Influenced by the 1893 World's Columbian Exposition, the first permanent home of the Chicago Public Library was designed in the Beaux Arts style by the Boston architectural firm of Shepley, Rutan, and Coolidge. It was constructed between 1893 and 1897 at Dearborn Park, a site declared public ground by the Illinois General Assembly.
The building houses a magnificent system of mosaics and glasswork that were designed by Robert C. Spencer and executed by J. L. Holzer, an artist who studied under Tiffany. The Grand Staircase is the central focus of the interior and is made of white Carrara statuary marble with mosaic inlays. The exterior is a model of massive solidarity with an arcade running along the ground level and colonnades lining the top story under a heavy cornice.
The Chicago Public Library was renovated in the 1970s with designs from the firm of Holabird and Root. It incorporated a community center alongside the library that offered programs, lectures, films, plays, concerts and exhibits. The library, though, found a new home in 1991 and the building is known today as the Chicago Cultural Center. It is home to many arts programs as well as the offices of Chicago's Department of Cultural Affairs.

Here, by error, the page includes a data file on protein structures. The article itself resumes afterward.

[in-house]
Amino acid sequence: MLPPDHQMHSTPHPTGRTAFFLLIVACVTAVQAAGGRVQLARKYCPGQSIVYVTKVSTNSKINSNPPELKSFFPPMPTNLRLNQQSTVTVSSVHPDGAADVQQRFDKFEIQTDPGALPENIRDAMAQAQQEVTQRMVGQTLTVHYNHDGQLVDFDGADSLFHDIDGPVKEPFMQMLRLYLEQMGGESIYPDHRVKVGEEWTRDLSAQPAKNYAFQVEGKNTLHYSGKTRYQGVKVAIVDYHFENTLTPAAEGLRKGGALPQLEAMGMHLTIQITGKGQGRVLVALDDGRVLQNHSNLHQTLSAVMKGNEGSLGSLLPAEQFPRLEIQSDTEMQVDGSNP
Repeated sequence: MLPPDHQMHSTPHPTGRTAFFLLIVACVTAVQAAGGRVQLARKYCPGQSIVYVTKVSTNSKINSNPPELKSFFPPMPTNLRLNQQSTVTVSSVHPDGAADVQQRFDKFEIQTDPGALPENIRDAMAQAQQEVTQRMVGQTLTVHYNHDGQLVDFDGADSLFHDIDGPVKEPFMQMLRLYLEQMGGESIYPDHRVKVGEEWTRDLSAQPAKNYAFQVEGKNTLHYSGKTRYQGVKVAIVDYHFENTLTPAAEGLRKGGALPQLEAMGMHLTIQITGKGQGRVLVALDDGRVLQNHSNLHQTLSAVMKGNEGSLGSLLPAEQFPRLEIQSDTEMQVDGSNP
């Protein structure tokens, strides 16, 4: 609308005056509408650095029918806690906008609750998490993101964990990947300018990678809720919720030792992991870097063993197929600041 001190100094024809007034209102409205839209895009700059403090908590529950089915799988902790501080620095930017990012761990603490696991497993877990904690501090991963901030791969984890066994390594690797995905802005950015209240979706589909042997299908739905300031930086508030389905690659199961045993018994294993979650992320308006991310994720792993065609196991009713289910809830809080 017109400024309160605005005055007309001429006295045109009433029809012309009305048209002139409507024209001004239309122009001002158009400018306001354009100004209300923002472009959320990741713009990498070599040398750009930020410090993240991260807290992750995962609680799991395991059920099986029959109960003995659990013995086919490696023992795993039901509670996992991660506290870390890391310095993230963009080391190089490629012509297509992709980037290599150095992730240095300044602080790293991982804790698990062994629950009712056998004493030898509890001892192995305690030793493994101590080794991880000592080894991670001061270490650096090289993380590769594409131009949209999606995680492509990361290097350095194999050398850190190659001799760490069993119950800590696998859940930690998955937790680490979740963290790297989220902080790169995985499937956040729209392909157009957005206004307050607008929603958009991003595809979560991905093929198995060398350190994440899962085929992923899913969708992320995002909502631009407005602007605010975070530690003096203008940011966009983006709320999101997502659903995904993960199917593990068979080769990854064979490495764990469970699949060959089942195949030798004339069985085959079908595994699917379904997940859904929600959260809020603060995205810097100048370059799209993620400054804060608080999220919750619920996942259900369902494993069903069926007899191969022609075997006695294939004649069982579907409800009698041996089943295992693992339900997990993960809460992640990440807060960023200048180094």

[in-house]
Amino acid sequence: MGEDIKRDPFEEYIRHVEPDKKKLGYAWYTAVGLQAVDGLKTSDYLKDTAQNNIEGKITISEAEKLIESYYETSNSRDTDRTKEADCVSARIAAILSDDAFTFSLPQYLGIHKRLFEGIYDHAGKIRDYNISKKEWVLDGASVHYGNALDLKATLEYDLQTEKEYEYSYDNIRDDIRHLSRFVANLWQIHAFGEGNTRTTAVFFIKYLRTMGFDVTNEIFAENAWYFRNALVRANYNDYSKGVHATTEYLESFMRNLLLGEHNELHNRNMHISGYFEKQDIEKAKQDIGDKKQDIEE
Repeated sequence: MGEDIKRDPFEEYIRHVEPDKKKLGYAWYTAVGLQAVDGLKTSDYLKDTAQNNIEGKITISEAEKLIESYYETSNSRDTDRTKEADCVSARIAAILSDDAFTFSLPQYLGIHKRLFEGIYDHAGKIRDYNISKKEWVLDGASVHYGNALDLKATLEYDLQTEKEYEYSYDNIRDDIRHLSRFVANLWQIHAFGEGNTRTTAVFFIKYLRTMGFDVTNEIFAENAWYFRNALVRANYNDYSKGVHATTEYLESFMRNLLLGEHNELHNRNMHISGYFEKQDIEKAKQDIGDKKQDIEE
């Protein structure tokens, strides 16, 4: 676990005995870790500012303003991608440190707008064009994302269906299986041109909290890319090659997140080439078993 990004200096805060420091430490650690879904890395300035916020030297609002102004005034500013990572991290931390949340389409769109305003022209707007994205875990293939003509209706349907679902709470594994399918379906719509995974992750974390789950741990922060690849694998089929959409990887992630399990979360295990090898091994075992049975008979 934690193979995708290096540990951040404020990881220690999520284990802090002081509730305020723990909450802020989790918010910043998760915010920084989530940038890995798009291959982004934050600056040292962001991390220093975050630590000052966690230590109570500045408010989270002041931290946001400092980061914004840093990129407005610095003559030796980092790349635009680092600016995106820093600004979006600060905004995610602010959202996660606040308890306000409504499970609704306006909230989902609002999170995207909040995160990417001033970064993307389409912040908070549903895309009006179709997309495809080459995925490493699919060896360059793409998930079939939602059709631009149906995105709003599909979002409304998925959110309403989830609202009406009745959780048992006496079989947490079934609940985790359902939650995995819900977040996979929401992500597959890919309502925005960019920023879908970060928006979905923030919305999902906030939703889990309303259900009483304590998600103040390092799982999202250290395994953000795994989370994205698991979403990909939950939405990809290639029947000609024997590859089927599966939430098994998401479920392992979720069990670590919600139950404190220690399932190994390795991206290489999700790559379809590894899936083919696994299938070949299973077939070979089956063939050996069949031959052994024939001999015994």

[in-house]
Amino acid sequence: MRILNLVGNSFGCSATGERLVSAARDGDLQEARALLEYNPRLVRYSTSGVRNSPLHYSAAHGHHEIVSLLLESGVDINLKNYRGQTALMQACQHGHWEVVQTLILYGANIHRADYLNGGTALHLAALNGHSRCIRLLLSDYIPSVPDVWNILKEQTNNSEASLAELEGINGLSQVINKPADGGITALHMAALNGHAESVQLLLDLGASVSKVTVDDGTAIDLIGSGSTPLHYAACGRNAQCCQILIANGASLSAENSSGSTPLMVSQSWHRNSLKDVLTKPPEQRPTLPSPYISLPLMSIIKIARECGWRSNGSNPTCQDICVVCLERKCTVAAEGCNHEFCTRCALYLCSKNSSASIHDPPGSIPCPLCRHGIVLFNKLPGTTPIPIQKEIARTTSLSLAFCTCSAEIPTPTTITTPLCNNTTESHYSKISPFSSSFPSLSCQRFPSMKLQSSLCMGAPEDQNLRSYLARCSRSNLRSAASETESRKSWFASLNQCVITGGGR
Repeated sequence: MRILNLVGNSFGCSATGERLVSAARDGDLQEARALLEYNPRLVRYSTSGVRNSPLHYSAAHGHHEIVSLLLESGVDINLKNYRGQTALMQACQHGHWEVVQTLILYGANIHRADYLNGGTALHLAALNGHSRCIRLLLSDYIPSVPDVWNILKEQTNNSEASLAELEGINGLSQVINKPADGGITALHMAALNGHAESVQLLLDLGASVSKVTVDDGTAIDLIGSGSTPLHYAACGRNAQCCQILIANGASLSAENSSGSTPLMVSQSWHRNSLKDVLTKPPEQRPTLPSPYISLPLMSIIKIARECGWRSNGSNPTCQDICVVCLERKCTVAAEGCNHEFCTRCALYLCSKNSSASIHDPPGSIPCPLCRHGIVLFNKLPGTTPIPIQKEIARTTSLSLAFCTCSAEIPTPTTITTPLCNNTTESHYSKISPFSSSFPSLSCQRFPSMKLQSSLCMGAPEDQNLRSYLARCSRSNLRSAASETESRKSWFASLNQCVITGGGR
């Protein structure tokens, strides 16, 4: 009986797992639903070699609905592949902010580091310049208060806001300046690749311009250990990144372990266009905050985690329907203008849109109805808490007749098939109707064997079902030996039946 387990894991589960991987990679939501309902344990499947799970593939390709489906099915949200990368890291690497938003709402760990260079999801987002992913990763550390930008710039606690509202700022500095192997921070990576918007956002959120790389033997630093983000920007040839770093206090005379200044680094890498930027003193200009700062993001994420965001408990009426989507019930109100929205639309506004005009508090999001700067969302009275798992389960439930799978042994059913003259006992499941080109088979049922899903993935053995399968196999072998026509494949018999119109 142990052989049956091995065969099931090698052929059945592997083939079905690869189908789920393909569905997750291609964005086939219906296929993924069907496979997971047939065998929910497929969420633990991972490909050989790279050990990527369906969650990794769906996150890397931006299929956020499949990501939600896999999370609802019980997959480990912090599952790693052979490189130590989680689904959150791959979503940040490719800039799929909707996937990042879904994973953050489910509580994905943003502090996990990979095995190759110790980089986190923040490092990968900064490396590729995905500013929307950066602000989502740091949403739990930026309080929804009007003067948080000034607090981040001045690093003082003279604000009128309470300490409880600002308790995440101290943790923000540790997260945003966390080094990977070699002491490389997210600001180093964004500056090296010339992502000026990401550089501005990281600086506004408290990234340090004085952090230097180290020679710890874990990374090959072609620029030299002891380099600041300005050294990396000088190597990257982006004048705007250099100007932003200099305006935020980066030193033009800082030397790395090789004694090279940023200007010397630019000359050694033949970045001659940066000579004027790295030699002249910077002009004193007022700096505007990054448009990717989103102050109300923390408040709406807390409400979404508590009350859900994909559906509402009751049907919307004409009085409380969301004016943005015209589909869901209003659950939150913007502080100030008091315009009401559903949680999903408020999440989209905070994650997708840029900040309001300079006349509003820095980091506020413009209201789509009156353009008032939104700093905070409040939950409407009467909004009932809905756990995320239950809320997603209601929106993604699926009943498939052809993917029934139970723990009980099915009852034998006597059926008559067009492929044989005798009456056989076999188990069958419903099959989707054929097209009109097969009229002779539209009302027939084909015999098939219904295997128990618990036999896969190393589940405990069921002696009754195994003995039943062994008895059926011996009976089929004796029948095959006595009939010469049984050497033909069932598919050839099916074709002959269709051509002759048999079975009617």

The Chicago Cultural Center is located at 78 E. Washington St. Guided architectural tours of the Center are offered Tuesday, Friday and Saturday at 1:15 pm, meet in the Randolph Street lobby (call 312-744-8032 for group tours). A self-guided tour brouchure is available at the Welcome Desk. The Chicago Office of Tourism's Visitor Information Center is also located on the first floor and offers information and literature on Chicago's many attractions (open Monday-Friday, 10:00am to 6:00pm; Saturday, 10:00am to 5:00pm; Sunday, 12:00pm to 5:00pm, call 312-744-2400 for further information). Visit them at their website.
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